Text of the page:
Skip to main content
BlogNew Organizing Project (NOP)

NOP3 | API’s, Let’s Talk about Sex… uality

By November 28, 2012No Comments

By Keish Kim | New Organizing Project blogger

I want to let you on a little secret. This blog should have been posted during the Thanksgiving week.  It would have been perfect timing since it is about being thankful for our families and friends.  I still think this post is relevant and will always be so.  Today, I want to talk about our LGBTQ (Lesbian, Gay, Bisexual, Transgender, Queer) communities; “Our” meaning the Asian Pacific Islander American (API) communities.

Working in various social justice sectors with people of diverse racial and social backgrounds, I meet so many LGBTQ community

Art credit to Julio Salgado

members who are out and taking charge of their identities.  For example, in immigration reform, we have UndocuQueers, building  alliance and community, and creating space even within undocumented population for support.

But in API communities, particularly the Korean communities, the LGBTQ voices and spaces are so repressed and limited. It is always difficult to find safe-space as an API LGBTQ or as a Korean LGBTQ. Although one may find a small group of friends they can come-out to, it is a whole different story for LGBTQ individual to come out to their families or church friends.

It may be the traditional and historical background of the Korean culture in particular (I am not familiar with other API histories) that reject the topic of sexuality. Maybe it is the instilled idea of maintaining the family bloodline. But the homophobic sentiments are very real.  LGBTQs in Korean communities are largely suppressed and silenced.

In the recent exit poll taken by Minkwon Center, they found that in a pool of 260 people from Flushing, New York, a whooping 78% oppose or strongly oppose marriage equality for same-sex couples. Only 12% strongly supported or  supported marriage equality, while 10% answered that they do not know.  Although most surveyed were over 50, even those between 18-49 opposed or strongly opposed same sex marriage.

Minkwon Center

So how are we to create a conversation about sexuality in our communities? What can we do as a collective to strive to provide safe-space for LGBTQ members?

The good news is that this is slowly changing.  Although larger API LGBTQ organizations are mostly on the West Coast or NYC, there are internet communities and media spaces that foster dialogue, not just between LGBTQ individuals, but between families as well.  Parents are encouraged to share how they felt learning about their child’s sexuality and opening up to it.  It’s also a space for API LGBTQs who need the courage to come out to their friends and family members about their sexuality.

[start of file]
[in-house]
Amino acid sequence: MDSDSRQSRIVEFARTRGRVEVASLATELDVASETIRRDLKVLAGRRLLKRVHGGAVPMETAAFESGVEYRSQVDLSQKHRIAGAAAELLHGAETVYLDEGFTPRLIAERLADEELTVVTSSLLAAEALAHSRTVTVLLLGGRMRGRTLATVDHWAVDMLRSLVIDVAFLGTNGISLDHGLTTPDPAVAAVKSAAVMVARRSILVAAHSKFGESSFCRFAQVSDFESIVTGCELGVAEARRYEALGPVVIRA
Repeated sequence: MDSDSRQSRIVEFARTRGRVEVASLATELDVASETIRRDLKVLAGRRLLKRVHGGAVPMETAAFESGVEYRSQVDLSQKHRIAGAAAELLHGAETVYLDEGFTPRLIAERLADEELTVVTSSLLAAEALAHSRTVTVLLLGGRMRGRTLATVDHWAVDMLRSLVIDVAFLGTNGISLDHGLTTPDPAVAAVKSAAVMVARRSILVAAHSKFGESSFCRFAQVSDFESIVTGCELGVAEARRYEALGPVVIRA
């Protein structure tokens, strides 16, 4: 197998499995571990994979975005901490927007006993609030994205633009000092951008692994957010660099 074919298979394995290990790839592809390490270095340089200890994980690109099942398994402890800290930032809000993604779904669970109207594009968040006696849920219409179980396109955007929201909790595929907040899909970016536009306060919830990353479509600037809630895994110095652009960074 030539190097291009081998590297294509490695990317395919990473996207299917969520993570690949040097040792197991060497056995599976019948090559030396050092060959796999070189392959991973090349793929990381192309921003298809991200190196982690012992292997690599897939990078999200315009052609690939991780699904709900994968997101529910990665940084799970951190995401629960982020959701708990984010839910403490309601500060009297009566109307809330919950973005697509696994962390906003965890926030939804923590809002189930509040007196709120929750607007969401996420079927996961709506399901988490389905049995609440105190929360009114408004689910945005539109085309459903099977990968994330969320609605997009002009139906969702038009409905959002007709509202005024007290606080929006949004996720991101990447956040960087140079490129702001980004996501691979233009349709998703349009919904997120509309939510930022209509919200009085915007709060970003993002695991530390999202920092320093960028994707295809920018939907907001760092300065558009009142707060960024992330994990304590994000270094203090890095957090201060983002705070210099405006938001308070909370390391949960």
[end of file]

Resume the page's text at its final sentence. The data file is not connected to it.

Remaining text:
As part of this dialogue, I have collected a small list of organizations and websites that share stories and create spaces for these much-needed conversations:

This is a heartwarming story about a transwoman Korean adoptee who searched for her maternal mother in Korea and coming out as transgender: The Beautiful Daughter: How My Korean Mother Gave Me the Courage to Transition

A beautiful video by Deen, a South-Asian transman and his story of coming out to his friends and family: I AM TRANS… (Deen)

Q-Wave– New York, NY

APIMNY is the Gay Asian and Pacific Islander Men of NY

One of my favorite find was the Dari Project

API Equality and API North California

Korean American United for Equality- KUE LA

National Queer Asian Pacific Islander- NQAPI

Ignite with Spark Reproductive Justice– Atlanta, GA

Mia Mingus’s blog

The Audre Lorde Project– Brooklyn, NY

As you can see… there are so many communities out there trying to bring change one step at a time. So my sisters and brothers, take courage, you do have a community that loves you and supports you for who you are. Many of these organizations have facebook groups/pages.  Please reach out, email, message and even donate to their cause!

As allies, small things like using the word “partner” instead of gender specific “boyfriend” or “girlfriend” are always appreciated.

If you are unsure about someone’s sexuality, please ask them, “What is your preferred gender pronoun?” Their answers may vary and you should respect that.

Often times, the oppositions comes from fear. Fear and misunderstandings. By educating and informing our APIA communities, through these stories and workshops provided by different organization, we can open the door for positive discussion.   And if you know other amazing API LGBTQ orgs and safe spaces or TIPS for allies please let me know!